MIT researchers develop painless medical tape for newborns

MIT researchers develop painle...
The medical tape is designed to peel off while leaving the adhesive behind
The medical tape is designed to peel off while leaving the adhesive behind
View 1 Image
The medical tape is designed to peel off while leaving the adhesive behind
The medical tape is designed to peel off while leaving the adhesive behind

Pulling off a finger plaster is one of life’s little trials that can reveal a lot about a person. Do it fast or do it slow, it still hurts like heck and there’s no pretending that it didn't. For an adult, it’s an instant of pain, but for a newborn it can mean injury or even permanent scarring. In order to prevent this, a team of researchers are developing a new medical tape that can be pulled off safely without tearing delicate infant skin.

Removing medical tape from a newborn is a serious matter because they haven’t had time to grow the tough epidermis that protects the skin from harm. This means that tape needed to attach medical instruments, respirators and IV drips to newborns runs the risk of damaging the little one. This is particularly worrying, since premature infants are both the most in need of intensive care and the most vulnerable. When the elderly, who also have fragile skin, are included, over 1.5 million people each year face scarring and irritation from medical tape.

“When you take the tape off, you take the skin off,” said Don Lombardi, CEO of the Institute for Pediatric Innovation (IPI), which conducted a survey of neonatal intensive care unit needs. “It’s very painful, obviously, and it scars them. Some end up with months of aftercare for lesions on their skin due to the tape.”

Medical tape is composed of two parts. One is the adhesive that makes it stick to the skin and the other is the backing, which is usually a thin polymer like polyethylene terephthalate (PET). Together, they help keep wounds clean, bind dressings and keep medical apparatus in place. Unfortunately, when the tape is removed this teamwork turns into a nasty alliance. The adhesive keeps doing its job of sticking to the skin while the backing’s strength and resistance rips it away – sometimes with the skin itself.

Previous attempts to fix this problem involved a weaker adhesive, but that just created a tape that doesn't stick properly. The new tape uses a third layer of silicone in between the backing and the adhesive. This silicone doesn't stick to the adhesive and the backing peels away easily.

This may sound like having no tape at all, but the researchers used a laser to etch a grid pattern in the silicone. This allows some of the adhesive to come into contact with the backing and hold it in place. The denser the grid, the stronger the bond. When time comes to pull it away, the grid is easily broken and the backing peels off, leaving behind the adhesive. This can then be sprinkled with baby powder and left to wear away without noticeable stickiness.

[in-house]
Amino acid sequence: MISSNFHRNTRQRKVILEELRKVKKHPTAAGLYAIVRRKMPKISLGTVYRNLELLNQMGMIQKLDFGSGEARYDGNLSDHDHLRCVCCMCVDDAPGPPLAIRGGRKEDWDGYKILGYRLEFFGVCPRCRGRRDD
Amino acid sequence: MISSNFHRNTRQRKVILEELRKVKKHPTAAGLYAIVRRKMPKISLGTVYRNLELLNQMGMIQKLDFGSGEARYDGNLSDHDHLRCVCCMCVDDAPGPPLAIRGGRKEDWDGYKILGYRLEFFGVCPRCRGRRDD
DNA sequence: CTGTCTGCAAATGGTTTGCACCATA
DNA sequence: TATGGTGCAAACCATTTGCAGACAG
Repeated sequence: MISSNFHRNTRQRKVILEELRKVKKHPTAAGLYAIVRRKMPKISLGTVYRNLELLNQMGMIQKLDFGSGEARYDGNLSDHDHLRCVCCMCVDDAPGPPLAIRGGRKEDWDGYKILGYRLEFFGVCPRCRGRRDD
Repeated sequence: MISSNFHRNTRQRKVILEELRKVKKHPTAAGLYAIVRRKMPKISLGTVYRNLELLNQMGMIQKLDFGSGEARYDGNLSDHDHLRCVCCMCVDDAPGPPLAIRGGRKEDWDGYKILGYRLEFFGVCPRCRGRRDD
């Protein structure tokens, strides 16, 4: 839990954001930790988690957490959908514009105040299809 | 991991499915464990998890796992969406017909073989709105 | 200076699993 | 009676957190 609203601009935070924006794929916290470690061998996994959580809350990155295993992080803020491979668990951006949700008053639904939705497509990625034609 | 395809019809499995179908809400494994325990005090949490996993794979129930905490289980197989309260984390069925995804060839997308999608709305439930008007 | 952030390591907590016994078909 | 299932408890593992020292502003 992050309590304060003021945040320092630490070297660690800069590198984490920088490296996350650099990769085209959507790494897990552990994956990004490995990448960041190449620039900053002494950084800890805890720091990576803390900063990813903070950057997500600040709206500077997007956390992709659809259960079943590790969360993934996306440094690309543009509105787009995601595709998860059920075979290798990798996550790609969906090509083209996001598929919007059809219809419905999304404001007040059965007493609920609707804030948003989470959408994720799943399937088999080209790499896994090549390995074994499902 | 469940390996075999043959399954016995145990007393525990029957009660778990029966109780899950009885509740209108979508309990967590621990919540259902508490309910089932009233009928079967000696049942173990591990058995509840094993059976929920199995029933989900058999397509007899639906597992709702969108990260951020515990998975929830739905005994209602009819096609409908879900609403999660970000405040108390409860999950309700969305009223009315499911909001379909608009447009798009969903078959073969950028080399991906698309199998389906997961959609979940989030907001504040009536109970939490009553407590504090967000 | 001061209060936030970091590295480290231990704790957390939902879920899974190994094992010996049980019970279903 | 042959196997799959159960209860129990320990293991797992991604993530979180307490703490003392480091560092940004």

“You end up with just a very fine coating of powder,” says Bryan Laulicht, a postdoc in MIT’s Institute for Medical Engineering and Science. “But when the residual powder has been washed off, you can go ahead and place another adhesive on top immediately and it sticks just as well as if you had stuck it directly onto the skin.”

One advantage of the new tape is that, aside from the silicone layer and the laser, it doesn’t require any new materials or manufacturing processes, so it should be relatively easy to put into production. The tape has done well on model surfaces and the team is now trying to get regulatory approval for trials on human adults.

The new tape takes a similar but different approach to a medical tape from 3M that is also designed for pain-free removal. Both use silicone, but the 3M tape uses it in the adhesive rather than as a layer between the adhesive and the backing.

The team behind the new tape included Jeffrey Karp, associate professor of medicine at Harvard Medical School and co-director of the Center for Regenerative Therapeutics at Brigham and Women’s Hospital, Bryan Laulicht, and MIT Institute Professor Robert Langer.

Their work was described in the Proceedings of the National Academy of Sciences.

Source: MIT

1 comment
1 comment
An adhesive that breaks down under specific light frequencies or say 48 hours after coming into contact with oxygen could solve the problem without weakening the tape when it is supposed to be holding.